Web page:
Cox oder Der Lauf der Zeit
[Cox or The Course of Time]
This also holds true of the hero of Ransmayr’s most recent work, Cox oder Der Lauf der Zeit [Cox or the course of time]. Alister Cox, Europe’s most famous clockmaker and automaton-builder of the 18th century, owns factories in London, Liverpool and Manchester and supplies the most illustrious houses of the world. When his beloved five-year-old daughter dies, he suffers from depression, loses faith in the meaning of his work, and ultimately stops building his famed timepieces.
Emperor Qiánlóng, a passionate collector of clocks and automata, invites Cox to China. In the hope of forgetting the pain of his loss and to distract himself, he embarks with three companions on a seven-month journey.
The ruler, who is obsessed with invention and beauty, who even determines the course of the seasons in his empire, has a mandate for his guest: "The Emperor desired that Cox build him timepieces that would measure the fleeting, creeping, or frozen instants of a human life, as a lover, a child, a convict experiences time, a machine that was supposed to display the circle of hour or day—the changing tempo of time." Since refusing the order would be perilous, the genius machine-builder first creates a "wind clock" then a "burning clock" and finally begins work on a machine that "pushed human time beyond the stars without ever standing still" - the Perpetuum Mobile.
The authentic historical figure, English watchmaker James Cox, was an inspiration for the author, who borrowed several of his characteristics for the protagonist of the novel. Like the hero, the real Cox also had tried to make this human dream come true. Cox had supplied Quiánlóng with clocks, who, according to the afterword, had been the only Chinese emperor ever to have renounced the throne after decades of rule. Though the two never had met in reality, in the novel, visitor and host grow close through shared existential experiences of: loneliness, fear of death, control mania, but also the gift of poetry bridges the distance between the British tinkerer and the ruler of an Asian feudal state meticulously planned to the last detail.
Ransmayr has written a philosophical parable about time that brings two cultures together and makes them shine. Fairytale-like descriptions of the Chinese empire, palace ceremonies, and its sometimes cruel rituals, are juxtaposed with the well-informed depictions of the English craftsman milieu influenced by the Enlightenment and both worlds are portrayed skillfully and sensually with a vivid language that leaves one with the impression of being a timeless work of literature.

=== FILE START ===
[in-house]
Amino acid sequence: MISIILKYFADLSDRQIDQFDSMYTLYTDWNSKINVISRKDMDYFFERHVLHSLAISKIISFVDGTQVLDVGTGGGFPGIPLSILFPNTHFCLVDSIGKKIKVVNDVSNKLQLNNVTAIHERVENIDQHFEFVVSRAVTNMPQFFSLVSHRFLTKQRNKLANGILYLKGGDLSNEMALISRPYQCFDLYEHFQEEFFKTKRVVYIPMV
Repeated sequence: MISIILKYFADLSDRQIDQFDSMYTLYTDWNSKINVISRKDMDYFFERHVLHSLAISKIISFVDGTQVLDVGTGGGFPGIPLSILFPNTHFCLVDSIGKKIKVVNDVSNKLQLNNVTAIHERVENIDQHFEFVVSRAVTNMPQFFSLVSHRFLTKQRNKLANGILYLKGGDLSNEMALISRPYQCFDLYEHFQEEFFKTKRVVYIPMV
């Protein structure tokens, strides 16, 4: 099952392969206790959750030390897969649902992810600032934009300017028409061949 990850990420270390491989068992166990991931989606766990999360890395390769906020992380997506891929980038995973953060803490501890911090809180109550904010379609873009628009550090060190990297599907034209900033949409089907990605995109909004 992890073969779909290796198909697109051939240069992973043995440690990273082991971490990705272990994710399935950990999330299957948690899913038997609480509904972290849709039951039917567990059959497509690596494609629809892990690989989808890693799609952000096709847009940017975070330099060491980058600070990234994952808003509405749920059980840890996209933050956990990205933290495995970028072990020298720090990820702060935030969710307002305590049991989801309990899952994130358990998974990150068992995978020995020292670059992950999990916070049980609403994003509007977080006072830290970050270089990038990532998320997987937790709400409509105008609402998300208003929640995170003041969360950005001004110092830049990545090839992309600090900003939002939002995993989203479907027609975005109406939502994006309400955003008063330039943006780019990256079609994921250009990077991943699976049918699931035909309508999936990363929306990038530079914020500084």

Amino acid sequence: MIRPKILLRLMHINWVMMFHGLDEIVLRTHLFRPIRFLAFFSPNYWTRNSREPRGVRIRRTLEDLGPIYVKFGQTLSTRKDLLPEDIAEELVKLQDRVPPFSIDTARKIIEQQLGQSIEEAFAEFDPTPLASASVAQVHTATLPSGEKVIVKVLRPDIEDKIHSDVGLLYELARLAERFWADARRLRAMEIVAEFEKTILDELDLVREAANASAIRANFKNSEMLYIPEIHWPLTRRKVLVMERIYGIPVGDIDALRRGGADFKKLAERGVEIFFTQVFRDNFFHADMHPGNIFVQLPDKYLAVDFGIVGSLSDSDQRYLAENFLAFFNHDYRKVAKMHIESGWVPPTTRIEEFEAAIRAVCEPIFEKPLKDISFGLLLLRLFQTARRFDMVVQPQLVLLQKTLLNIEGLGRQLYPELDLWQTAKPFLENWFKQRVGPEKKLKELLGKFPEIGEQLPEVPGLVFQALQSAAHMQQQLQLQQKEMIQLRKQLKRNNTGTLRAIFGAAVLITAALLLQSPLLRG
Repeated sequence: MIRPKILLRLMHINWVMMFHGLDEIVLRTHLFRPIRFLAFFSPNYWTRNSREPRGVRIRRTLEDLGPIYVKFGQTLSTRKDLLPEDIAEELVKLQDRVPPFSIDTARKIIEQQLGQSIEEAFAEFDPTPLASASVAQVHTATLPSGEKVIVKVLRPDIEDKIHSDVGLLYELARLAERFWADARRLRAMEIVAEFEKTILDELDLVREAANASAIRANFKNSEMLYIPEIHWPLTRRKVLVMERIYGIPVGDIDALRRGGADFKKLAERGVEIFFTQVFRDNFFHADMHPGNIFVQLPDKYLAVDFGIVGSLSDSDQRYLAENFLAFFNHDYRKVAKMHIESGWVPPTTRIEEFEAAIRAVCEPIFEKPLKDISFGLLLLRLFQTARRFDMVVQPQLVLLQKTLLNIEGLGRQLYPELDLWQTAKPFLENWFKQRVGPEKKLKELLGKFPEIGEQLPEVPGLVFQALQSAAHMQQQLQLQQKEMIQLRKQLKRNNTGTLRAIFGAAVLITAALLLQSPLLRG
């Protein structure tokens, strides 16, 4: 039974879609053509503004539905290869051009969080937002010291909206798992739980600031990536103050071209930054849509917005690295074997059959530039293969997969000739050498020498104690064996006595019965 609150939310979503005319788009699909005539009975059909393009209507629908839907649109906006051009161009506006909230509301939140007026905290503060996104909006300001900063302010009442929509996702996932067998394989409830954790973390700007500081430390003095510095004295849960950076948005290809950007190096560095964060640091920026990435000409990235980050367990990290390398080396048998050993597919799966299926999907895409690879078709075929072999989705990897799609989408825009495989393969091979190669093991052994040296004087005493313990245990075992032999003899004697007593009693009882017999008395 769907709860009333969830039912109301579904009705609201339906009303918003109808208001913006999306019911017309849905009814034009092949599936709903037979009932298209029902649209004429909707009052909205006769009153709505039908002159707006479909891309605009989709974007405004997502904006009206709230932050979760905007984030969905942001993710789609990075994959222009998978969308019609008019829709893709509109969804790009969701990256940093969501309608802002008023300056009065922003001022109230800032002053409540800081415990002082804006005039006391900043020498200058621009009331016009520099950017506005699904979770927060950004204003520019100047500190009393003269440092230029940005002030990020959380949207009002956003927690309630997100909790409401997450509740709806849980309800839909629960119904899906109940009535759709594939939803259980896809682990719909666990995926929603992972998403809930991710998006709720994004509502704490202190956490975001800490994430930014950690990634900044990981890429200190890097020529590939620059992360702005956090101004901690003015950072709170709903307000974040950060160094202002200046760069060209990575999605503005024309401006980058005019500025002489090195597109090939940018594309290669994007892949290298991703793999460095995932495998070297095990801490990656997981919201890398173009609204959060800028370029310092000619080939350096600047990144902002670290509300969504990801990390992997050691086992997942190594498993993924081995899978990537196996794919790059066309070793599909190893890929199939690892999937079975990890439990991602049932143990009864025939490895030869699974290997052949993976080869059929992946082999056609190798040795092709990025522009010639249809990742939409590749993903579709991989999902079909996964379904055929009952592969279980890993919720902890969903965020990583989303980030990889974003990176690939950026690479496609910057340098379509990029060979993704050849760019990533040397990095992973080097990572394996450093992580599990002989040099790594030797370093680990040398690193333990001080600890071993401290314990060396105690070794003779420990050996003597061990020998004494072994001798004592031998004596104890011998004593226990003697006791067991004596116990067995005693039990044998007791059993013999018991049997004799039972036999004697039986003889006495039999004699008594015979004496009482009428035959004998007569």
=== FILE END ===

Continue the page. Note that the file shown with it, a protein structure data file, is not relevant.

By Kristina Maidt-Zinke, 21.03.2017
Kristina Maidt-Zinke is a literary and music critic for the Süddeutsche Zeitung and writes reviews for Die Zeit.
The famous English clockmaker Alister Cox is invited by the Emperor of China Qiánlóng to his court to build a series of clocks that can measure the passing of time in happiness, grief and on the brink of death. In the Forbidden City, surrounded by luxury and ceremonial magnificence, Cox and his three companions create the most incredible automata from iron, mercury and sand, beset with jewels. Grieving for his own daughter, Cox dedicates his creations to her, seeking solace in their beauty.
But the court is also dominated by fear of violating one of its many rules under pain of death. When Qiánlóng, also known as "Lord of Time", asks Cox to invent a clock that will represent eternity itself, Cox knows it’s an impossible task: he can neither put himself above the Emperor by finishing his creation nor fail in his attempt to fulfil his master’s wishes. Determined to find a way out, he sets to work on his final masterpiece.
In his characteristic beautiful writing, Christoph Ransmayr describes life in the shadow of one of the most powerful men in history, conjuring up stunning images and details of times and places long lost.
(Text: S. Fischer Verlag)